Wednesday, December 2, 2009

Practical Universalism

Christian Universalism is the belief that all people will be eventually reconciled to God. Universalism’s fault is not in the truth it affirms, but in the truth it denies. The idea of universal reconciliation is a result of affirming God’s love and mercy to the point of denying His justice; reward without judgement, a Heaven without a Hell. “How could an all-loving God sentence one of His children to eternal damnation"?

To correctly understand light, you need some concept of darkness. Warmth is appreciated most by those who have an understanding of coldness. True knowledge of joy, requires a familiarity with sorrow. And an understanding, appreciation, and knowledge of mercy require it be considered in the context of justice. And a divine mercy can only be fully conceived if considered against a backdrop of divine justice.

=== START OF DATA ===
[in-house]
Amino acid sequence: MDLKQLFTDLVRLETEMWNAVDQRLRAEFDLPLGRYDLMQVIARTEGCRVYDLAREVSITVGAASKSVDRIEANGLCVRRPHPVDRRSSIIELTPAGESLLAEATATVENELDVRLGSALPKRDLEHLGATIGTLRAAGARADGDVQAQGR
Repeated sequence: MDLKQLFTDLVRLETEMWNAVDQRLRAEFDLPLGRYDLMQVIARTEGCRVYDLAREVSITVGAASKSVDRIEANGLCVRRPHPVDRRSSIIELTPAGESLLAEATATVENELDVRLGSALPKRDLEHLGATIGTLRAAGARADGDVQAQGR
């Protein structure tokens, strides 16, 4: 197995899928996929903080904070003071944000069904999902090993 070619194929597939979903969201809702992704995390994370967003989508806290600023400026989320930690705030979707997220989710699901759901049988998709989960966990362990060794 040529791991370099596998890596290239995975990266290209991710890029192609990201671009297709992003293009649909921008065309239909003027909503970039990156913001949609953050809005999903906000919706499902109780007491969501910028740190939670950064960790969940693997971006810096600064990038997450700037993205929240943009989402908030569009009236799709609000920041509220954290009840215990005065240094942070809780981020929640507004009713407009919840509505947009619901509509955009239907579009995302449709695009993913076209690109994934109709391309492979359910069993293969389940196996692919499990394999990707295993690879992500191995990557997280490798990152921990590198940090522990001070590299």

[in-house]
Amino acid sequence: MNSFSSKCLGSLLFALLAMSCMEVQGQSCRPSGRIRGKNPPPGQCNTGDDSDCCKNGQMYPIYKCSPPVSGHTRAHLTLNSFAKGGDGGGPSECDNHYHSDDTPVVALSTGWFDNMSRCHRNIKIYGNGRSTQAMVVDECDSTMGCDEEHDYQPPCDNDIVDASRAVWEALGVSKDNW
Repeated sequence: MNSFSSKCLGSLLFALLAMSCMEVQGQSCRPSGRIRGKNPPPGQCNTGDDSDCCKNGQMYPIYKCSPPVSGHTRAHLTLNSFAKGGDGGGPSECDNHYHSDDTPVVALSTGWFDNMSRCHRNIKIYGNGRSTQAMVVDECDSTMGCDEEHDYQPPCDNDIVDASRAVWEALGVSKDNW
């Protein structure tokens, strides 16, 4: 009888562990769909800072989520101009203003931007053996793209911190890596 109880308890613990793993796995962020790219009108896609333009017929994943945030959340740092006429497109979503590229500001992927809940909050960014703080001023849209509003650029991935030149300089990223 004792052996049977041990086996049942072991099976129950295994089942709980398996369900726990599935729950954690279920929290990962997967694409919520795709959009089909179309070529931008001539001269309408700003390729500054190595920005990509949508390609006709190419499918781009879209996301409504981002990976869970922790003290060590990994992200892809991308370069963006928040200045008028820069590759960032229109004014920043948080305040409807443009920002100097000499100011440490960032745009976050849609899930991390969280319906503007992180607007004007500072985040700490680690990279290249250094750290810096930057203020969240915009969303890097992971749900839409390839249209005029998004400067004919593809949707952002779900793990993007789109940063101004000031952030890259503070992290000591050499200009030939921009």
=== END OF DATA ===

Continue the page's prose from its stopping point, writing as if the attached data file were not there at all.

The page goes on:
Universalism creates the conditions necessary for its own growth and spread. To emphasize God’s love and ignore His justice makes it difficult to see how any action on our part could result in eternal punishment. People begin talking more and more about the mercy of God and how much He loves us, and less about the radical reality of the human will to reject God and place itself under the justice of God. The cycle is fueled by our society’s love of self and loathing of responsibility.

Jacques Maritain described practical atheists as those who, "believe that they believe in God but in reality deny His existence by each one of their deeds." And I think you could describe a practical Universalist as those who, "believe that they believe in Hell but in reality deny its existence by each one of their deeds." A person who would could imagine such a place but not a path leading to it.

I hear a lot about people wanting to "reach out to people and meet them where they’re at" lately. Great! I’m all for whatever that means as long as the meeting includes talk of both sin and blessing, both death and resurrection, both repentance and redemption … and both justice and mercy.

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